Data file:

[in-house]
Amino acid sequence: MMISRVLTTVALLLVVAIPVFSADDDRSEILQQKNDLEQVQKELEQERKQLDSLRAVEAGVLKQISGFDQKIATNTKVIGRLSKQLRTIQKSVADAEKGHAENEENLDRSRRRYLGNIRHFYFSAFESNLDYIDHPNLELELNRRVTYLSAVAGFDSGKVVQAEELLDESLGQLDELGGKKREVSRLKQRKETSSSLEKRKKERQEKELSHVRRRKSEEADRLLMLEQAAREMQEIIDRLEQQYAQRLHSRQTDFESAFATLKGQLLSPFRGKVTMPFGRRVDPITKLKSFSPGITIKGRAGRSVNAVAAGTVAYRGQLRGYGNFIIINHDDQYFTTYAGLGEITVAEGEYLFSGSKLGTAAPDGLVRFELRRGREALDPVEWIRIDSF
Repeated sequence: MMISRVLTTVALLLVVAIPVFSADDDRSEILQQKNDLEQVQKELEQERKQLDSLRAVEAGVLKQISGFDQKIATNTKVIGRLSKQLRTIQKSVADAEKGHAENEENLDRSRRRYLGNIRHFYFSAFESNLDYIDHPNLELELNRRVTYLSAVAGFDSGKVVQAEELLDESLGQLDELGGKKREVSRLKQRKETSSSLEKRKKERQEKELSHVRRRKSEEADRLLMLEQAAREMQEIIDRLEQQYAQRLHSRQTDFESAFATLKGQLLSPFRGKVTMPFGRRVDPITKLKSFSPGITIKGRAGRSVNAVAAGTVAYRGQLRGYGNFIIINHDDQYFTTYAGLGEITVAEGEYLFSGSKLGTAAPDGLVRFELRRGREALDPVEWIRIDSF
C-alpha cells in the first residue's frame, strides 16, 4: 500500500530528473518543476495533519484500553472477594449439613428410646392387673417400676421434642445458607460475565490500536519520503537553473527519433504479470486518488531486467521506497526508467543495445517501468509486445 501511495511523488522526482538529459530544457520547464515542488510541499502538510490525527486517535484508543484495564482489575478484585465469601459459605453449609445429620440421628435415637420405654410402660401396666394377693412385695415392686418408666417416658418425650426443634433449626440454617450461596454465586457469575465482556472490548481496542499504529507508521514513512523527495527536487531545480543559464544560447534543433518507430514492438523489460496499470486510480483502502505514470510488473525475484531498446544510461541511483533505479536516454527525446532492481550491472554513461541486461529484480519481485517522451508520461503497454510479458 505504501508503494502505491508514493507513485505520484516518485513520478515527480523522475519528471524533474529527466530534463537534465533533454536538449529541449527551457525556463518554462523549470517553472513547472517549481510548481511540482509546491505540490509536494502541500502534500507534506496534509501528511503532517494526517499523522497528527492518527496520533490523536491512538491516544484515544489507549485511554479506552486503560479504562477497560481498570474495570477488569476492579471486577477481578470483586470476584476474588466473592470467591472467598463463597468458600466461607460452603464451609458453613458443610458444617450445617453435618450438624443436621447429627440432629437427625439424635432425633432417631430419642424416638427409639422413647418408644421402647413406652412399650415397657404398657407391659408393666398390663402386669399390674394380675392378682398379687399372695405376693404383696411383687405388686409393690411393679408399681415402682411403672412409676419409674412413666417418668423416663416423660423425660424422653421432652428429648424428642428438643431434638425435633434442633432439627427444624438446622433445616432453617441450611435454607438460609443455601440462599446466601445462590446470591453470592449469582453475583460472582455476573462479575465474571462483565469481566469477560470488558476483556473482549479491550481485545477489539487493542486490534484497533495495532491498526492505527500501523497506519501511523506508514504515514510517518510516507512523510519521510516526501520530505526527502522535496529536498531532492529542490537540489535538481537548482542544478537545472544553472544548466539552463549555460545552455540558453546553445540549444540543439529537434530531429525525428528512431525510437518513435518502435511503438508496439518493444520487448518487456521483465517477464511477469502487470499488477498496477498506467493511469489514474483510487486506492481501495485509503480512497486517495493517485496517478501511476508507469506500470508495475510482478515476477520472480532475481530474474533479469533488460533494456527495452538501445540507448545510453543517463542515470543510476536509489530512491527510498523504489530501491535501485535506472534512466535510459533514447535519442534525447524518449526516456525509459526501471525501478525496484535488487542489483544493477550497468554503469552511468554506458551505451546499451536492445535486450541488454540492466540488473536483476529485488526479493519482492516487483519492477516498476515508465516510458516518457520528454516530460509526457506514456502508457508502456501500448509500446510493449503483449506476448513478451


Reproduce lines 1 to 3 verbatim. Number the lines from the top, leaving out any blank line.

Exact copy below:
[in-house]
Amino acid sequence: MMISRVLTTVALLLVVAIPVFSADDDRSEILQQKNDLEQVQKELEQERKQLDSLRAVEAGVLKQISGFDQKIATNTKVIGRLSKQLRTIQKSVADAEKGHAENEENLDRSRRRYLGNIRHFYFSAFESNLDYIDHPNLELELNRRVTYLSAVAGFDSGKVVQAEELLDESLGQLDELGGKKREVSRLKQRKETSSSLEKRKKERQEKELSHVRRRKSEEADRLLMLEQAAREMQEIIDRLEQQYAQRLHSRQTDFESAFATLKGQLLSPFRGKVTMPFGRRVDPITKLKSFSPGITIKGRAGRSVNAVAAGTVAYRGQLRGYGNFIIINHDDQYFTTYAGLGEITVAEGEYLFSGSKLGTAAPDGLVRFELRRGREALDPVEWIRIDSF
Repeated sequence: MMISRVLTTVALLLVVAIPVFSADDDRSEILQQKNDLEQVQKELEQERKQLDSLRAVEAGVLKQISGFDQKIATNTKVIGRLSKQLRTIQKSVADAEKGHAENEENLDRSRRRYLGNIRHFYFSAFESNLDYIDHPNLELELNRRVTYLSAVAGFDSGKVVQAEELLDESLGQLDELGGKKREVSRLKQRKETSSSLEKRKKERQEKELSHVRRRKSEEADRLLMLEQAAREMQEIIDRLEQQYAQRLHSRQTDFESAFATLKGQLLSPFRGKVTMPFGRRVDPITKLKSFSPGITIKGRAGRSVNAVAAGTVAYRGQLRGYGNFIIINHDDQYFTTYAGLGEITVAEGEYLFSGSKLGTAAPDGLVRFELRRGREALDPVEWIRIDSF